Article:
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Google's Eric Schmidt continues to hype the development of a self-driving car, this week taking...

Google's Eric Schmidt continues to hype the development of a self-driving car, this week taking up the case at the annual Allen & Co. media confab in Sun Valley. According to the exec, the innovation works splendidly as drivers equipped with a "Google Maps on steroids" - along with computer-linked cameras, radars, and lasers - see increased safety and fuel efficiency. Automakers quietly back the idea of manufacturing models, with Ford going on record as saying self-driving cars of some variety will be here within five years. Increasingly, the question on the tech is not why or if, but when?
Comments (50)
  • Early reactions by scoffers claim that a self-driving car is an accident waiting to happen. I would say that about human drivers with a hundred years of evidence to back me up. The self-driving car is a brilliant example of applying Google thinking and technology to a novel situation that will be a game changer sooner than most people think.
    14 Jul 2012, 11:22 AM Reply Like
  • Self-driving car or AUTOPILOT is an accident waiting to happen. But human-driven cars are 35,000 deaths per year and 1 million ER visits already. Does anyone REALLY believe that Google is going to be worse than that?
    14 Jul 2012, 12:11 PM Reply Like
  • A self driving car is pushing the initial implementation too far. They should start with a car that can take over in cases where the driver is clearly about to hit or be hit.

     

    So if you are within 20 meters of a car and you are going 50mph the computer will take over to either drive you around the obstacle or break as safely as possible. The benefit of a fully road-aware system is that the car would be able to calculate what is the safest move in that situation given road conditions, physics, what other cars are around, traffic lights, road signs, etc.

     

    I'd argue that a significant number of bad accidents today are by people who are texting or daydreaming or playing with the radio, etc. If we could simply remove THOSE accidents then the roads would be a lot safer. And i think this system by Google is uniquely well suited to those situations where the driver is about hit something purely because they aren't paying attention.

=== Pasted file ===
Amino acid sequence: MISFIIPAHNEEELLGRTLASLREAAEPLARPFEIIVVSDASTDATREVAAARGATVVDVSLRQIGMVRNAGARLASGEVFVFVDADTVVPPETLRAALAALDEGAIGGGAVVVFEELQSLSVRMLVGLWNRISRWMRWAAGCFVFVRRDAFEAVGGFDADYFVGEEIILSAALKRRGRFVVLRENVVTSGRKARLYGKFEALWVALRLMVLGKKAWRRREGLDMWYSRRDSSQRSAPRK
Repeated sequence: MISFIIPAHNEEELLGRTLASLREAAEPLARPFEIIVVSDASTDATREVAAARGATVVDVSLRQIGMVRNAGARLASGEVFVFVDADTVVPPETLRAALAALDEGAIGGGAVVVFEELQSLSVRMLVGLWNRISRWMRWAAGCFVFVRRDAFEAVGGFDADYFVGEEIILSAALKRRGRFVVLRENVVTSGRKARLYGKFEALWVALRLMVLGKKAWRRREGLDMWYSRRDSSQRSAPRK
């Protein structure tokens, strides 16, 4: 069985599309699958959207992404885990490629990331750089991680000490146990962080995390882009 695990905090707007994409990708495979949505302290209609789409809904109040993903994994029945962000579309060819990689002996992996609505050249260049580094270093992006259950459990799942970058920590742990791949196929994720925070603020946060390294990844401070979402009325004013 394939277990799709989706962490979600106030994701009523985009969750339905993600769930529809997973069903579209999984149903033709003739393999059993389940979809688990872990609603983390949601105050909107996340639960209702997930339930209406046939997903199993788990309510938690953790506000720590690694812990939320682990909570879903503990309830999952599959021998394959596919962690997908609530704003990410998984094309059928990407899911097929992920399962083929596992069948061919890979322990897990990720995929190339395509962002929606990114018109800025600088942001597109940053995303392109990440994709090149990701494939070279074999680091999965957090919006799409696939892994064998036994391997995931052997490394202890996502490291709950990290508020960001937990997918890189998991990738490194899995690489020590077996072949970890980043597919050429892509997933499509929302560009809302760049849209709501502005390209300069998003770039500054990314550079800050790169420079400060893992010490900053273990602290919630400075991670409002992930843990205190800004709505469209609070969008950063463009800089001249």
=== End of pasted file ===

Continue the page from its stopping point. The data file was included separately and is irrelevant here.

The problem, I guess, would be that for this system to really be effective it would have to remove the driver from control in emergency situations. It would be applying power and breaking to each wheel as well as steering. That is the only way it could work. If it is also accepting input from the driver then it could actually make things even worse. I mean, most people already have a form of this in Traction Control Systems. But it doesn't feel that way because you still have control of the steering and most of the breaking.
    14 Jul 2012, 11:36 AM Reply Like
  • Mikeurl,

     

    There are many mistakes you make. First, Google self-driving cars are not an "initial implementation" so your whole argument falls apart. See Cadillac Super Cruise, Ford Lane Assistance etc. Each automaker has a semi-autonomous mode they are developing. This is the intermediate step you haven't heard of or seen before.

     

    Your argument that a significant # of accidents are by people texting etc misses the point. Those distractions are here to stay. We can track people, make them stop texting through law enforcement interdiction (bad on many levels, reduced freedom, takes police away from high priority crime) or we can remove human judgement from driving. Perhaps you have an example of where draconian police interdiction is the optimum solution to a problem (see WAR ON DRUGS) but me (and many others) see technology increasing safety as well as providing the driver with more time to do as they please without endangering others.

     

    Finally, the system is intended to remove the driver from control in emergency situations. A driver is ALLOWED to control the car when/where they want, but the computer, antilock brakes, traction control already does a better, safer and more efficient job than a human operator.
    14 Jul 2012, 12:20 PM Reply Like
  • Makes sense ,but all cars are not created equal, and have different tires ,suspensions, etc. and therefore would react different regardless of who, or what is in control. Like concept,but nothing is easy.
    14 Jul 2012, 04:32 PM Reply Like
  • > They should start with a car that can take over in cases where
    > the driver is clearly about to hit or be hit.

     

    Perhaps they will:
    http://bit.ly/Mrr8nQ
    15 Jul 2012, 10:08 AM Reply Like
  • Thanks D_Virginia, that is exactly what I mean.
    15 Jul 2012, 10:54 AM Reply Like
  • Definitely impaired drivers of some sort should be the first adopters.

     

    You can imagine the following apps: